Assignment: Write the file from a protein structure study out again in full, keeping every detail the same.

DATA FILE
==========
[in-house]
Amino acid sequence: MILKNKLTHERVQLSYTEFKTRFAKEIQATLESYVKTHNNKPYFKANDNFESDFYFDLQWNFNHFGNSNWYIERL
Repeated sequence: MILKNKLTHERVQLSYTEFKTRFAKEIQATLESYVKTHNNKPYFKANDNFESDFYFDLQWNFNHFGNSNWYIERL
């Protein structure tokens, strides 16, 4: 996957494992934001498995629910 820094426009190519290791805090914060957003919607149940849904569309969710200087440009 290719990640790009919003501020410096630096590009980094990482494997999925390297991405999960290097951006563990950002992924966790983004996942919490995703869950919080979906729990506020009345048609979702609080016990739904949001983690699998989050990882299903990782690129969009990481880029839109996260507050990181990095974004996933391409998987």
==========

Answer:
[in-house]
Amino acid sequence: MILKNKLTHERVQLSYTEFKTRFAKEIQATLESYVKTHNNKPYFKANDNFESDFYFDLQWNFNHFGNSNWYIERL
Repeated sequence: MILKNKLTHERVQLSYTEFKTRFAKEIQATLESYVKTHNNKPYFKANDNFESDFYFDLQWNFNHFGNSNWYIERL
């Protein structure tokens, strides 16, 4: 996957494992934001498995629910 820094426009190519290791805090914060957003919607149940849904569309969710200087440009 290719990640790009919003501020410096630096590009980094990482494997999925390297991405999960290097951006563990950002992924966790983004996942919490995703869950919080979906729990506020009345048609979702609080016990739904949001983690699998989050990882299903990782690129969009990481880029839109996260507050990181990095974004996933391409998987």